We as a nation are millions of people shy of reaching the one billion mark like such countries as China and India; however we all share the problem of reaching a amongst couples, and possibly implementing the act; we could save future generations. Can we not look at their current situation as an example of the effects of overpopulation on a country, and the strain it puts on the resources of the country; or is it Just in our human nature to multiply beyond our means? Advancements in technology and science are being made every day and could help us reach a point of ustainability; this is an assumption that could turn out to be a gamble.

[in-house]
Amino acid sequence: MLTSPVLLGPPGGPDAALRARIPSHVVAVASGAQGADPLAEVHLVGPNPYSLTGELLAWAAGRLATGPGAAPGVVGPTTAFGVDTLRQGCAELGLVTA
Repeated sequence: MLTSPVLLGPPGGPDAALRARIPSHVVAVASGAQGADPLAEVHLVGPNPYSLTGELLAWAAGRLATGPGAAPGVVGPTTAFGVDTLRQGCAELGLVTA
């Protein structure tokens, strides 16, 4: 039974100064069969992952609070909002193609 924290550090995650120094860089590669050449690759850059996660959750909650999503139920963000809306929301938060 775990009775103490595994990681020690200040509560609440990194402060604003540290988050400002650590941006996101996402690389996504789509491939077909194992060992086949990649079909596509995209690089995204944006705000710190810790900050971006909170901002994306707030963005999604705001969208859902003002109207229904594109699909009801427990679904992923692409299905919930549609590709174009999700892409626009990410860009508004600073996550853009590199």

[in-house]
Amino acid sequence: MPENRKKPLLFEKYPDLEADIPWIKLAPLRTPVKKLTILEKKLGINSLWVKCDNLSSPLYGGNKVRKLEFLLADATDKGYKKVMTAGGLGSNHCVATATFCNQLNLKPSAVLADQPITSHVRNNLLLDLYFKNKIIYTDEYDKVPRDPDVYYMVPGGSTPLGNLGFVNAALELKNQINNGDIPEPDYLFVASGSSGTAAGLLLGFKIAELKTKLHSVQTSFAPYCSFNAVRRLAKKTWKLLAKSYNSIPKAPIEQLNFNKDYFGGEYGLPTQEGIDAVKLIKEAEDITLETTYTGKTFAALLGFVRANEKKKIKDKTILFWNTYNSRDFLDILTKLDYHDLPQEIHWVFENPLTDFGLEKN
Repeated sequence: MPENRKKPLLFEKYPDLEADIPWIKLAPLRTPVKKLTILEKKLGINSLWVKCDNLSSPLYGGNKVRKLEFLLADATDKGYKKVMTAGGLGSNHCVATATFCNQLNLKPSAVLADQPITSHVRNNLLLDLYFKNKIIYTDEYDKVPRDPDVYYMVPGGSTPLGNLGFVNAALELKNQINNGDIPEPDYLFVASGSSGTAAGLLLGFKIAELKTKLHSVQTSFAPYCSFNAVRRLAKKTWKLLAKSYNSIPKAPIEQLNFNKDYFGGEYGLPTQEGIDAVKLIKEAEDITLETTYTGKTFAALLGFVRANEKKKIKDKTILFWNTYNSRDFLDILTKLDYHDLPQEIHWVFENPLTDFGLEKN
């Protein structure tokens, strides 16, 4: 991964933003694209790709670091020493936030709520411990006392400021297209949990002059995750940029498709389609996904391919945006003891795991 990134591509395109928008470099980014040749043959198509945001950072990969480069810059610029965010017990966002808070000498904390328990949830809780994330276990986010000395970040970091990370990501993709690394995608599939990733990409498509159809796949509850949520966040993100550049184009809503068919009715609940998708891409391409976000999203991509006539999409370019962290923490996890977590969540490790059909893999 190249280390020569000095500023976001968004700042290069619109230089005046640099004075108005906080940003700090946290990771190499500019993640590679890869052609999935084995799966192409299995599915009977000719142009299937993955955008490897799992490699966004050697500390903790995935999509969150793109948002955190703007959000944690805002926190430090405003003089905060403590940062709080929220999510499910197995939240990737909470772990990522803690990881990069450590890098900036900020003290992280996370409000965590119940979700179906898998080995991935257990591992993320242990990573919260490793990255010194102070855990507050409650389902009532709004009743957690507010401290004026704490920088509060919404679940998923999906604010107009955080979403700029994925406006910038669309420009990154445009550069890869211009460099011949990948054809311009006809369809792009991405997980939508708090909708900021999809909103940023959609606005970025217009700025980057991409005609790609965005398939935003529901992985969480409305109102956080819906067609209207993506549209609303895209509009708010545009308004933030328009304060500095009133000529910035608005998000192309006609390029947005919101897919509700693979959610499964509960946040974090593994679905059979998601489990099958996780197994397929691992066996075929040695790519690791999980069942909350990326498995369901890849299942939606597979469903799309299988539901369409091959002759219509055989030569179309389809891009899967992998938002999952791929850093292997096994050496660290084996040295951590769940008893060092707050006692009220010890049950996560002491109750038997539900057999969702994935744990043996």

What we do have in the meantime is the ability. We have the ability to deny our biology, social stigmas, and misconceptions. We have the ability to limit our numbers to save ourselves and the generations that will follow. The time might come when laws are passed limiting the number of children we could have; as I have said, we must begin to think of this possibility. This is why I believe that we should begin to embrace this idea; that procreation is a necessity for survival, but we do not all necessarily have to do it.